As a junior in high school, Emily Sausville traveled with other student ambassadors from her Warren, Mass. high school to Australia for a 29-day trip. But the Keuka junior says that visit only “scratched the surface” of the country and its peoples. So when Sausville visits Australia again in June and July 2011 for a Field Period study, she intends to dig deeply into the culture, hoping to experience many of the things she felt she missed out on before.
Developing a “tangible knowledge” she can share with future students is important, stated Sausville, an early childhood/special education major. As such, Sausville’s AAA travel tour to Australia, New Zealand and nearby Fiji will enable her to explore a multitude of differences in geography, art, education, science and culture, and earned her a $2,500 Judith Oliver Brown memorial scholarship award for her Field Period study.
The experiential learning scholarship is named for the late Brown, a member of the Class of 1963 who spent her junior year as a Norton Scholar in Switzerland. It assists students pursuing Field Periods that will surround them with a new cultural experience. Keuka students must write essays outlining their Field Period plans, how the funds will facilitate those plans, and how the experience will benefit them, the site, and the community.
One unique classroom Sausville wants to spend more time in is the School of the Air, so named because teachers in radio-broadcast classrooms send lessons out over the airwaves to children in remote parts of the Australian Outback.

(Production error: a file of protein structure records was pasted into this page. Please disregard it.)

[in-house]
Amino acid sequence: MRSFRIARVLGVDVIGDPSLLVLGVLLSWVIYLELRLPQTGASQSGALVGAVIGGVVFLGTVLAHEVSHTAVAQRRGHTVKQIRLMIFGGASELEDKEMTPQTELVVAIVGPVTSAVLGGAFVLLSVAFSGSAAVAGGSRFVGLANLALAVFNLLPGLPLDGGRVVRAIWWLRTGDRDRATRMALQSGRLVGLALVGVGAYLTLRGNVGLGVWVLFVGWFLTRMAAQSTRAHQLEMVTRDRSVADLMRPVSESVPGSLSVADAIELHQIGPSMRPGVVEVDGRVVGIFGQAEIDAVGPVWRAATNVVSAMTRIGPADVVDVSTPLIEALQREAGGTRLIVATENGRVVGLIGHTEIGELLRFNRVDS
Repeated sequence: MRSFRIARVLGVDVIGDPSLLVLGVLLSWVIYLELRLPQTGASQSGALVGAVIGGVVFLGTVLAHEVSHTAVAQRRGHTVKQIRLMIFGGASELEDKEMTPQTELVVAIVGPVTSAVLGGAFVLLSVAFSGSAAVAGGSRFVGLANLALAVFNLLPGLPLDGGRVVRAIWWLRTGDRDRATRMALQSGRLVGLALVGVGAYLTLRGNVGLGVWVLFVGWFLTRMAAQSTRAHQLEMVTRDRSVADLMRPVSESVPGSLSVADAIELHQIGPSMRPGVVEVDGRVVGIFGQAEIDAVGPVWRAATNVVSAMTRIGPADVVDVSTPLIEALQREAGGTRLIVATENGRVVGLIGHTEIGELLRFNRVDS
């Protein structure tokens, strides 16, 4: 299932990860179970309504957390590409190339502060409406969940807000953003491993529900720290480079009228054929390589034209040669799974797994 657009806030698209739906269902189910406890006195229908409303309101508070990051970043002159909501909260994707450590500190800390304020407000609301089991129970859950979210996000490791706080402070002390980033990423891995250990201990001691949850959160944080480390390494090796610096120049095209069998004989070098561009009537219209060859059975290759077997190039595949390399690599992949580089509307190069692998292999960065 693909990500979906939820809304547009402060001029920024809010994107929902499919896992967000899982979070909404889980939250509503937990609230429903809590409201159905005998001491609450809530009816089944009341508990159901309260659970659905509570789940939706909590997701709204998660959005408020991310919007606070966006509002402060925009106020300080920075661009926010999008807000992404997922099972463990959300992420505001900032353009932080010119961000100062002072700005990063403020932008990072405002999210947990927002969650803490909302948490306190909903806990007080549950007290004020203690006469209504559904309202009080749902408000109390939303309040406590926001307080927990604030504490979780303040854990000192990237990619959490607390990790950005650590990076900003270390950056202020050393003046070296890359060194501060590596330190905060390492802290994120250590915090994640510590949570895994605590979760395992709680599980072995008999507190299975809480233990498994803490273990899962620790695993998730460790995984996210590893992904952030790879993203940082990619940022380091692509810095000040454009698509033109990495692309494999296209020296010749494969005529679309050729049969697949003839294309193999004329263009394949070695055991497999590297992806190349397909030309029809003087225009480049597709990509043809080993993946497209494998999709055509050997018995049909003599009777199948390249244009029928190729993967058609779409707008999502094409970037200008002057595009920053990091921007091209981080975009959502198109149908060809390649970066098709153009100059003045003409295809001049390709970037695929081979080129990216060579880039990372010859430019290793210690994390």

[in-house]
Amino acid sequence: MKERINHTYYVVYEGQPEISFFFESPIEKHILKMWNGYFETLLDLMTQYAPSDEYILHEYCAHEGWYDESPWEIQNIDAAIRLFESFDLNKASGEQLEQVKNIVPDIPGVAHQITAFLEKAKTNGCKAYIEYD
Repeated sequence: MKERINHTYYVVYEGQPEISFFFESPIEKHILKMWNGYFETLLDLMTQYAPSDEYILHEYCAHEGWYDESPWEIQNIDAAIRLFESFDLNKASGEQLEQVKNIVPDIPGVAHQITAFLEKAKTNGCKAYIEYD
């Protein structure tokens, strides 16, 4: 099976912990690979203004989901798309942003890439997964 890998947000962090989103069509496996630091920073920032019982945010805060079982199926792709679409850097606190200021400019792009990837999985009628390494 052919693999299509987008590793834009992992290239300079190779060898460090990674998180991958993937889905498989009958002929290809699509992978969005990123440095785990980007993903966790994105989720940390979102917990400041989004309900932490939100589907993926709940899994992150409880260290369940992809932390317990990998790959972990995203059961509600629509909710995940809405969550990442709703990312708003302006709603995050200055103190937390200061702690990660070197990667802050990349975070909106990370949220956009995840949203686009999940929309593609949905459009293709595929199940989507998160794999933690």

“I want to see a lesson in action,” Sausville said, wondering whether she will discover the Internet or radio a more critical tool for the teachers sitting behind the desks. “[Last time,] I wanted to ask if they found it difficult to ‘teach’ that way, how they give the kids in a remote spot the help that they need.”
Other things Sausville felt she missed experiencing the first time she visited were live penguins living on Phillip Island near Melbourne, and a stop at Ayers Rock, considered the “gateway” to the Australian Outback.
“Ayers Rock is a big part of the Aboriginal culture and … we totally bypassed that. Even though we got to talk to a few Aboriginals, it wasn’t for very long, maybe an hour? They showed us a didgeridoo. I wanted to experience it more,” Sausville said, explaining she has signed up for a camel ride along its base, and even hopes to rock climb some of it, if possible.
Her trip will also include visits to places such as the Sydney Opera House, Harbour Bridge, and she’ll experience sharp contrasts as well, such as those between the tropical fish and coral of the Great Barrier Reef to the Franz Josef Glacier in the Southern Alps of New Zealand.
“When I teach a unit or spend a year on cultures to teach my [future] students, I’ll have some background to say, ‘Yes, this is what I know,’” Sausville said.
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